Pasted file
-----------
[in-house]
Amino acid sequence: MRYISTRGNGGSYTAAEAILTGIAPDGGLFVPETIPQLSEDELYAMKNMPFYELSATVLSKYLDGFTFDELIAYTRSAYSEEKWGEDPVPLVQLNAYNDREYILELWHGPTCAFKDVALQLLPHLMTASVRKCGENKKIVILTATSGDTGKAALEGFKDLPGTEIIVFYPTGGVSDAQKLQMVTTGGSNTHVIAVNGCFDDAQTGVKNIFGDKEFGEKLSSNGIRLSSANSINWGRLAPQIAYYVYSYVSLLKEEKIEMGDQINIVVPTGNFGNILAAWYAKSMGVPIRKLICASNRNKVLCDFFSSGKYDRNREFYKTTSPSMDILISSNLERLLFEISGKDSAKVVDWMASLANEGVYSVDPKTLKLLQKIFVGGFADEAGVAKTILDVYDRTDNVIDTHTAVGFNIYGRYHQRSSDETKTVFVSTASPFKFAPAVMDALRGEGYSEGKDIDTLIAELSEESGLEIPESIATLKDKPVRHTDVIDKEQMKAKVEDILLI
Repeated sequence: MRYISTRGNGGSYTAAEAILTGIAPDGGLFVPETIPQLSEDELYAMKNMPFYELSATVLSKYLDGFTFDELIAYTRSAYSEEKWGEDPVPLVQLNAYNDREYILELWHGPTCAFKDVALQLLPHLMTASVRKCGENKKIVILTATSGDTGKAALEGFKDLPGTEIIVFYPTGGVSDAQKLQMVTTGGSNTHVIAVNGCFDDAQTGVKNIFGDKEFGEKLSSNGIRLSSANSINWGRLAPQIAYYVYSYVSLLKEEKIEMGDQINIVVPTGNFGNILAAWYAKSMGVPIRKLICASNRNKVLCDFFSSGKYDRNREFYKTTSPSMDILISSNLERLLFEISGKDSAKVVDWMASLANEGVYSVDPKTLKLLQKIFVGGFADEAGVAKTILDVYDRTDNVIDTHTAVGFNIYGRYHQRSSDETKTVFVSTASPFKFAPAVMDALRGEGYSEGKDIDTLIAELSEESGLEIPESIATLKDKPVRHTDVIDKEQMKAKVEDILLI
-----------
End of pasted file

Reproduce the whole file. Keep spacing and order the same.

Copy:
[in-house]
Amino acid sequence: MRYISTRGNGGSYTAAEAILTGIAPDGGLFVPETIPQLSEDELYAMKNMPFYELSATVLSKYLDGFTFDELIAYTRSAYSEEKWGEDPVPLVQLNAYNDREYILELWHGPTCAFKDVALQLLPHLMTASVRKCGENKKIVILTATSGDTGKAALEGFKDLPGTEIIVFYPTGGVSDAQKLQMVTTGGSNTHVIAVNGCFDDAQTGVKNIFGDKEFGEKLSSNGIRLSSANSINWGRLAPQIAYYVYSYVSLLKEEKIEMGDQINIVVPTGNFGNILAAWYAKSMGVPIRKLICASNRNKVLCDFFSSGKYDRNREFYKTTSPSMDILISSNLERLLFEISGKDSAKVVDWMASLANEGVYSVDPKTLKLLQKIFVGGFADEAGVAKTILDVYDRTDNVIDTHTAVGFNIYGRYHQRSSDETKTVFVSTASPFKFAPAVMDALRGEGYSEGKDIDTLIAELSEESGLEIPESIATLKDKPVRHTDVIDKEQMKAKVEDILLI
Repeated sequence: MRYISTRGNGGSYTAAEAILTGIAPDGGLFVPETIPQLSEDELYAMKNMPFYELSATVLSKYLDGFTFDELIAYTRSAYSEEKWGEDPVPLVQLNAYNDREYILELWHGPTCAFKDVALQLLPHLMTASVRKCGENKKIVILTATSGDTGKAALEGFKDLPGTEIIVFYPTGGVSDAQKLQMVTTGGSNTHVIAVNGCFDDAQTGVKNIFGDKEFGEKLSSNGIRLSSANSINWGRLAPQIAYYVYSYVSLLKEEKIEMGDQINIVVPTGNFGNILAAWYAKSMGVPIRKLICASNRNKVLCDFFSSGKYDRNREFYKTTSPSMDILISSNLERLLFEISGKDSAKVVDWMASLANEGVYSVDPKTLKLLQKIFVGGFADEAGVAKTILDVYDRTDNVIDTHTAVGFNIYGRYHQRSSDETKTVFVSTASPFKFAPAVMDALRGEGYSEGKDIDTLIAELSEESGLEIPESIATLKDKPVRHTDVIDKEQMKAKVEDILLI